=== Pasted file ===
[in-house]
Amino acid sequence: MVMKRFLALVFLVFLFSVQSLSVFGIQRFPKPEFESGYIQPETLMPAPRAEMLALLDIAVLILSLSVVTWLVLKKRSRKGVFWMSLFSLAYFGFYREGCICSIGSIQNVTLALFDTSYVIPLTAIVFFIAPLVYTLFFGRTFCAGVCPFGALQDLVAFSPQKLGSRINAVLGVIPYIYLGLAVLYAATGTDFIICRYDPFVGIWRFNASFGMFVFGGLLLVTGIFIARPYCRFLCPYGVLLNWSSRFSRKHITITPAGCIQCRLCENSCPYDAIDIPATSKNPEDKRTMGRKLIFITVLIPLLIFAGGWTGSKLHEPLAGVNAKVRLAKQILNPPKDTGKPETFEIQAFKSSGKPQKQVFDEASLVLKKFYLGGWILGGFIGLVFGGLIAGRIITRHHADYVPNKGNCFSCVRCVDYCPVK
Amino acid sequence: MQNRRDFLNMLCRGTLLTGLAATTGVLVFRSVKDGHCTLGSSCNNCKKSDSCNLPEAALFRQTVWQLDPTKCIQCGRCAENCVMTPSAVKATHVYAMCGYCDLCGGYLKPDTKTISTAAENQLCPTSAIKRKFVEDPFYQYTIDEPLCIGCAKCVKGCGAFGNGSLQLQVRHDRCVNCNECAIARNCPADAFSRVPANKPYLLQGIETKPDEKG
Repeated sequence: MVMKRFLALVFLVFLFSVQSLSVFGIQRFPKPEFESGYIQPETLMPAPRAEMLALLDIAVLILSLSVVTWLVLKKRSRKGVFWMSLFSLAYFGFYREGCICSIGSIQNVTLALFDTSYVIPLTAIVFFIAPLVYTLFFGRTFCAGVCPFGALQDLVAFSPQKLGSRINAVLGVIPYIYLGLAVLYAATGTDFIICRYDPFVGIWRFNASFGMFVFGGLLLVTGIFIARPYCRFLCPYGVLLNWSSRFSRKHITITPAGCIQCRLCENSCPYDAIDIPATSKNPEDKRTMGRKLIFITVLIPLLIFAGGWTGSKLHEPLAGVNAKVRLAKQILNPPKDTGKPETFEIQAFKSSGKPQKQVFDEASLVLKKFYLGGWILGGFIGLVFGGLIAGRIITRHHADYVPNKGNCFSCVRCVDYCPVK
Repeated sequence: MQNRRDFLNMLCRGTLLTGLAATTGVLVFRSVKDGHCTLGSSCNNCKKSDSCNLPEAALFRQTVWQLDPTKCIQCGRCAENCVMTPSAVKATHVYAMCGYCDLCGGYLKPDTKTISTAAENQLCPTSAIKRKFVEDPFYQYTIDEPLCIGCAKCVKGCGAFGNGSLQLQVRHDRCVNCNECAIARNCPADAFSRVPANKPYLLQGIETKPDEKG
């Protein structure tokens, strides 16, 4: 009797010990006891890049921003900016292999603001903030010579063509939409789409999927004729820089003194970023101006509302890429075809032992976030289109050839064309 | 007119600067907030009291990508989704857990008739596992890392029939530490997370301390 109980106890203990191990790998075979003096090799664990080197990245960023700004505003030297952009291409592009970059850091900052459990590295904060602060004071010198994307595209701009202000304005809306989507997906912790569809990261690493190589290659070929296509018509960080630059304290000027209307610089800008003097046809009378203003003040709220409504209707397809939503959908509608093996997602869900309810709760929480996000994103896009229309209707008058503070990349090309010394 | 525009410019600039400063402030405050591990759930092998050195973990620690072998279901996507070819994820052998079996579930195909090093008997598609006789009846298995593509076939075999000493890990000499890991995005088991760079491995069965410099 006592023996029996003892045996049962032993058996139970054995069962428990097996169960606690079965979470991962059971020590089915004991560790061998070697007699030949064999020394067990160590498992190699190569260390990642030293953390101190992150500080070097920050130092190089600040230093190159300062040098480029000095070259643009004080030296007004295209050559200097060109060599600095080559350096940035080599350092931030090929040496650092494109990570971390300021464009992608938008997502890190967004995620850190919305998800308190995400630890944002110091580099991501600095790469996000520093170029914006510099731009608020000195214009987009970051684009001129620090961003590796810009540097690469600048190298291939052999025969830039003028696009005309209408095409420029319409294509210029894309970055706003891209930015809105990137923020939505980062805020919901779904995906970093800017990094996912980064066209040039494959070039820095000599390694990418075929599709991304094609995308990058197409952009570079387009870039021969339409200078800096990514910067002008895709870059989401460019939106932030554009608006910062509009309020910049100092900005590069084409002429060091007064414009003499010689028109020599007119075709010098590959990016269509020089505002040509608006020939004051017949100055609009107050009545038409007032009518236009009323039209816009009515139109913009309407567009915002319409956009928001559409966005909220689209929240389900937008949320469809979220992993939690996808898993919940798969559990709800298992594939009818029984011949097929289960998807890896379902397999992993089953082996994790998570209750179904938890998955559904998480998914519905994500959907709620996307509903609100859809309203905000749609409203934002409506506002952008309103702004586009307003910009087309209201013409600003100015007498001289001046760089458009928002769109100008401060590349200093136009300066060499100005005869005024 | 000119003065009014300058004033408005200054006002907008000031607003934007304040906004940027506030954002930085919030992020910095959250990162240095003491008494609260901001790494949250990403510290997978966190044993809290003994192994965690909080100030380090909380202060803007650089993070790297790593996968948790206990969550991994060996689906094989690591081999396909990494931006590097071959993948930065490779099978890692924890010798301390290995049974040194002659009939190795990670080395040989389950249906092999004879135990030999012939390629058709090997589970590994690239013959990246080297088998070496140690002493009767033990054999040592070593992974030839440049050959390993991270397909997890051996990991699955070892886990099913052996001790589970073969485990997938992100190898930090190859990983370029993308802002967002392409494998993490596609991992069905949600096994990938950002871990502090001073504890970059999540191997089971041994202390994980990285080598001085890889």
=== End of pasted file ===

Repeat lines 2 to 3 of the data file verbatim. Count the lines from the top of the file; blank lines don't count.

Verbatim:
Amino acid sequence: MVMKRFLALVFLVFLFSVQSLSVFGIQRFPKPEFESGYIQPETLMPAPRAEMLALLDIAVLILSLSVVTWLVLKKRSRKGVFWMSLFSLAYFGFYREGCICSIGSIQNVTLALFDTSYVIPLTAIVFFIAPLVYTLFFGRTFCAGVCPFGALQDLVAFSPQKLGSRINAVLGVIPYIYLGLAVLYAATGTDFIICRYDPFVGIWRFNASFGMFVFGGLLLVTGIFIARPYCRFLCPYGVLLNWSSRFSRKHITITPAGCIQCRLCENSCPYDAIDIPATSKNPEDKRTMGRKLIFITVLIPLLIFAGGWTGSKLHEPLAGVNAKVRLAKQILNPPKDTGKPETFEIQAFKSSGKPQKQVFDEASLVLKKFYLGGWILGGFIGLVFGGLIAGRIITRHHADYVPNKGNCFSCVRCVDYCPVK
Amino acid sequence: MQNRRDFLNMLCRGTLLTGLAATTGVLVFRSVKDGHCTLGSSCNNCKKSDSCNLPEAALFRQTVWQLDPTKCIQCGRCAENCVMTPSAVKATHVYAMCGYCDLCGGYLKPDTKTISTAAENQLCPTSAIKRKFVEDPFYQYTIDEPLCIGCAKCVKGCGAFGNGSLQLQVRHDRCVNCNECAIARNCPADAFSRVPANKPYLLQGIETKPDEKG